Heat: Raise your heat lamp some so that it's around 85 degrees or so. This means up by 3-5"
Brooder: Add pine shavings to their brooder. Should be about 2" deep. They will love running around and moving it around. I still did newspaper on the lowest layer, then pine shavings on top. Also, at week 2-3 you'll want to start covering the brooder because they are sneaky and will try to fly out. Just cut some chicken wire to sit on top, then put a 2x4 across to hold it down.
Activity: Give them a little perch to stand on, or a rock to climb on top of. I even put a mirror in their brooder so they could look at themselves. They are very curious and love entertainment. Another thing I did was put a feather duster in there. A few of them really loved going under it. It mimics them laying under their mother's wings and helps them feel safe.
- Give them chick grit. This can be either mixed into their food a bit, or I had a very tiny separate bowl and they would pick off of it. This is essential for their digestion, etc. Put feed on your hand so they will start learning how to eat out of your hand.
- Give lots and lots of fresh clean water. I probably changed their water out twice a day. No need for electrolytes or probiotics anymore.
*Week 3- Y'all they grow quick!! You'll see lots and lots of new feathers coming in!
Heat: Raise your heat lamp again so it's about 80 degrees. Raise by 3-5 more inches.
Brooder: Keep it clean by replacing your pine shavings 2-3 times a week. Clean water and food dishes with diluted vinegar to keep bacteria down, etc.
Activity: Keep them entertained. Make sure they have pieces of wood to start roosting on, little rocks to peck and move around, plus anything else you can think of for them to play with.
-You'll probably want to Raise the chicken water and feeder up higher. Place them up on a piece of wood or something that prevents them from being ground level. If they are not up higher there will be poop all in your water and feed and it's a hot mess.
- I started giving them lots of fresh treats around 3 weeks of age. Such as berries, and leafy green's etc. They absolutely LOVED this along with their regular chick starter food.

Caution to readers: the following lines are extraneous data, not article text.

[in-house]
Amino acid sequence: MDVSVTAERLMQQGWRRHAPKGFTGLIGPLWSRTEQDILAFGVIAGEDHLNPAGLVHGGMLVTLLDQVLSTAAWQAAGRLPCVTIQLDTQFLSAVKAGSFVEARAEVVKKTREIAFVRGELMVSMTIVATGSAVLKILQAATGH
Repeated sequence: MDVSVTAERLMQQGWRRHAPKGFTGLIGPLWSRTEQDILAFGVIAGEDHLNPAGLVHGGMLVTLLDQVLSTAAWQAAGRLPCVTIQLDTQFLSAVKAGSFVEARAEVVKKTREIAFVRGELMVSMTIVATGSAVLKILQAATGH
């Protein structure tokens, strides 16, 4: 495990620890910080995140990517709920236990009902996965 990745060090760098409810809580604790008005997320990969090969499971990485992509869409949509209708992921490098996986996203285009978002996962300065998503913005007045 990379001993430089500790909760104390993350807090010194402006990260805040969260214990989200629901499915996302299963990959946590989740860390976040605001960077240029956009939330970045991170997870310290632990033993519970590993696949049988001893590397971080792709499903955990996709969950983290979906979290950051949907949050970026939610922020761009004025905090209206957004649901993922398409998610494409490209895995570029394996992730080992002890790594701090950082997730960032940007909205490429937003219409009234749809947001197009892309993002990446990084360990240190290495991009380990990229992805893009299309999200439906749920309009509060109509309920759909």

*Week 4- Time to see the outside world!! If the weather outside is around 70+ degree's they are ready.
Heat: Move lamp up to where it's about 75 degree's in their brooder area.
Brooder: For outside trips I made some sort of pen for them that had wood on the sides and things so they could not get out. Do chicken wire on top. I put their water and food in there and they were happy, happy running around in the grass and eating bugs, etc.
Activity: Make sure you are still holding them and touching them if you want them to be friendly. Especially at night. That is your bonding time. Grab them and stroke their little heads till they fall asleep on our lap. It is also the CUTEST thing ever.
Food- Once they are outdoors a bit, they won't need a ton of supplemental grit since they are finding it themselves outdoors. Ensure plenty of clean water and food is available at all times.
*Week 5- at the point they are getting HUGE!! So many new feathers are coming in and they are feisty, loud, and chaotic.
Heat: You should not need the heat lamp anymore as long as it's 70 degree's or higher inside and outside.
Brooder: At the point you should consider moving them to their outside coop. You can even do this at 4 1/2 weeks or so if the weather is nice outside.
- Move them to their outside home. You must keep them in that space for at least 5-7 days so they know where home is. I cannot stress this enough. They must learn that the coop is their new home. If they have not established that and you let them out, they might not come back. Some people suggest keeping them in their coop for 2 weeks before letting them out. This is up to you, but watch your chickens. I would say week 5 they should stay in their new outdoor coop and get acclimated.